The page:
Hardened Arteries Found in Ancient Mummies. Did Diet Do It?


Studies of mummies show that the ancients got heart disease too.



There’s a team of cardiologists called The Horus Project who, largely as a hobby, have been taking CAT scans of the hearts of the mummified remains of ancient people, using borrowed machines from hospitals and, in one case, a mobile imaging unit run on gasoline. They started with Egyptian mummies published the first results four years ago. They’ve since expanded their effort to include mummies from other ancient cultures. Unlike the ancient Egyptian mummies, which went through a complicated preservation process to dry out their flesh, most of these corpses were preserved simply by putting them somewhere where moisture was scant.


The team found probable or definite atherosclerosis, the artery disease that leads to heart attacks and strokes, in 47 of 137 (34%) mummies. Of the 47 mummies, 38% were from ancient Egypt, 25% from ancient Peru, and 40% were ancient Puebloans.


Perhaps most important, though were five mummified Unangan hunter-gatherers from the Aleutian Islands in the North Pacific ocean. Sixty percent of them – that’s three mummies – had atherosclerosis. One woman had calcified deposits in her coronary arteries that looked strikingly like someone with serious heart disease showing up in the hospital today. That means data from 4,000 years of preserved corpses shows that serious cardiovascular disease, the leading killer of people in the Western world, has been with us since before we started planting crops.


“It tells us that we don’t know as much as we thought we knew,“ says Samuel Wann, one of the lead investigators and a cardiologist at Columbia St. Mary’s Community Physicians in Milwaukee. “We thought we understood the risk factors for heart disease. I’m still surprised that our predecessors 4,000 years ago still had atherosclerosis.“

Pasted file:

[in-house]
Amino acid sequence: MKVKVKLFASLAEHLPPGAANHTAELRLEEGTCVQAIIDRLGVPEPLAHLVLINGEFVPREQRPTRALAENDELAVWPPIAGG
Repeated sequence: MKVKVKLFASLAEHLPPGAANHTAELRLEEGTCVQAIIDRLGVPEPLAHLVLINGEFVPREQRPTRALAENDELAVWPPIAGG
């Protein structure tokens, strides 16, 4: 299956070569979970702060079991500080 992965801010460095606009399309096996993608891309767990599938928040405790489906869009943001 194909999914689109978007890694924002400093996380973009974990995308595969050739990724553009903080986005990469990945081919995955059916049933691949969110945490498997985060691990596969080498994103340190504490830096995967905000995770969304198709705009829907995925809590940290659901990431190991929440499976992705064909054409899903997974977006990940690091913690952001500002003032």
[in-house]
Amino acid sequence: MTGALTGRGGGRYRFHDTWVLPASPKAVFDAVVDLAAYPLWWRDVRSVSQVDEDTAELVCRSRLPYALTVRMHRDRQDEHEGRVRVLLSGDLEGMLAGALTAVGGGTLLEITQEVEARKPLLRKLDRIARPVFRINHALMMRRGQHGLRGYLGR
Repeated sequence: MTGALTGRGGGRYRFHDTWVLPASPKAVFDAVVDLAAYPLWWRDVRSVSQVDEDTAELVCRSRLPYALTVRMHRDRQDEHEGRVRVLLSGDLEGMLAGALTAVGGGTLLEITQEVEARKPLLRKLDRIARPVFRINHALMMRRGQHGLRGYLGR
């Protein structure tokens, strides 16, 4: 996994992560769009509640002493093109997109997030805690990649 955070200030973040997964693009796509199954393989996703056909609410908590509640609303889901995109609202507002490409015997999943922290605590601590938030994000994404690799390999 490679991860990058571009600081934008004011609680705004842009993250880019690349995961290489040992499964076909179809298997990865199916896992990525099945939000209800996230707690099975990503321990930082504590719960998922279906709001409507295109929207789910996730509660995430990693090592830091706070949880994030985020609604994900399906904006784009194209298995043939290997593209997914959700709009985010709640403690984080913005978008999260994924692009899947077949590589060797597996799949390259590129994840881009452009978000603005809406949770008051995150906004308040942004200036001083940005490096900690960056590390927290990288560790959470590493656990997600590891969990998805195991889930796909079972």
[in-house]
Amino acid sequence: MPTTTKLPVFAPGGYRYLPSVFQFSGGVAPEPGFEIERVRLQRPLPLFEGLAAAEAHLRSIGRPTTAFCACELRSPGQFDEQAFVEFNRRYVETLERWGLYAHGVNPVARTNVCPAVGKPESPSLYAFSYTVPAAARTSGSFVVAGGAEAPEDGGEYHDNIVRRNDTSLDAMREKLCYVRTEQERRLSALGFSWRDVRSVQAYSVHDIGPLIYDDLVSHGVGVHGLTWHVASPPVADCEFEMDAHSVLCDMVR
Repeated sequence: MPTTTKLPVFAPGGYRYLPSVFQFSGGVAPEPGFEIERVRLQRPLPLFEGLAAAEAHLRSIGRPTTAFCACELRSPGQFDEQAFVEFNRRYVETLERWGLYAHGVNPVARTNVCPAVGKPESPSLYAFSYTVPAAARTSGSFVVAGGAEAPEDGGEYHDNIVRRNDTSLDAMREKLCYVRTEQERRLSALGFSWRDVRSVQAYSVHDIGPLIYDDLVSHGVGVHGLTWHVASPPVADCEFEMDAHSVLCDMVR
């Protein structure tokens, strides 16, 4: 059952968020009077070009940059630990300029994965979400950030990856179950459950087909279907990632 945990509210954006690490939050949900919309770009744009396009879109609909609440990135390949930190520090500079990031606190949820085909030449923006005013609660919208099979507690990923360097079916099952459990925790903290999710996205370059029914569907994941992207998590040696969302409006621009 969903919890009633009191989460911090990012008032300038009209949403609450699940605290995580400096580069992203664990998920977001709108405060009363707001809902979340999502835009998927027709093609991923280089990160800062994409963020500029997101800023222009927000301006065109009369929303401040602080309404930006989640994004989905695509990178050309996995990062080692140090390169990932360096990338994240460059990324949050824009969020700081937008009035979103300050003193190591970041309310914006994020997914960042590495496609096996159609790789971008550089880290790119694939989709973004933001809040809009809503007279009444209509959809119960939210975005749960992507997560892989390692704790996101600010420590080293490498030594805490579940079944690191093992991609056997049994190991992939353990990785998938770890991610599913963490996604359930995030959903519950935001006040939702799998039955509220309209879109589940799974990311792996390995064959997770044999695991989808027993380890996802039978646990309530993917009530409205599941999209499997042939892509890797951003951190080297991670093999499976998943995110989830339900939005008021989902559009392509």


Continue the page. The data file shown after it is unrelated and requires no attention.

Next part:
The research was published about a year ago, in The Lancet, a medical journal, and was presented at the annual meeting of the American College of Cardiology last year, in San Francisco.


The Paleolithic diet, the researchers say, was probably better than what we eat today, but it was still not 100% protective. Probably nothing is. “We’re not destined to die of heart disease. But we’re all at risk – vegetarians, vegans, hunter-gatherers,“ says Gregory S. Thomas MD, the lead author of the study. “It behooves us to do what’s known to be helpful: exercise, reducing blood pressure. But we’re all at risk. We shouldn’t think we’re protected by any one of these approaches. When someone has a heart attack they’ll often blame themselves. But I can reassure them that it’s a disease that the American Indians had living on the Colorado plains before the invention of the bow and arrow.“


There’s only so much that mummies can tell us, and modern hunter gatherers certainly have relatively low rates of heart attack and stroke. But it’s probably a mistake to construct our thinking about how we should eat and exercise through arguments about what people did before the agricultural revolution. Better to use hard data – like the recent study that showed a Mediterranean diet did better at preventing heart disease than what would otherwise be considered a relatively healthy one. And no matter what we eat, having arteries that clog up as we age is part of being human. We just need to slow the process as much as possible.



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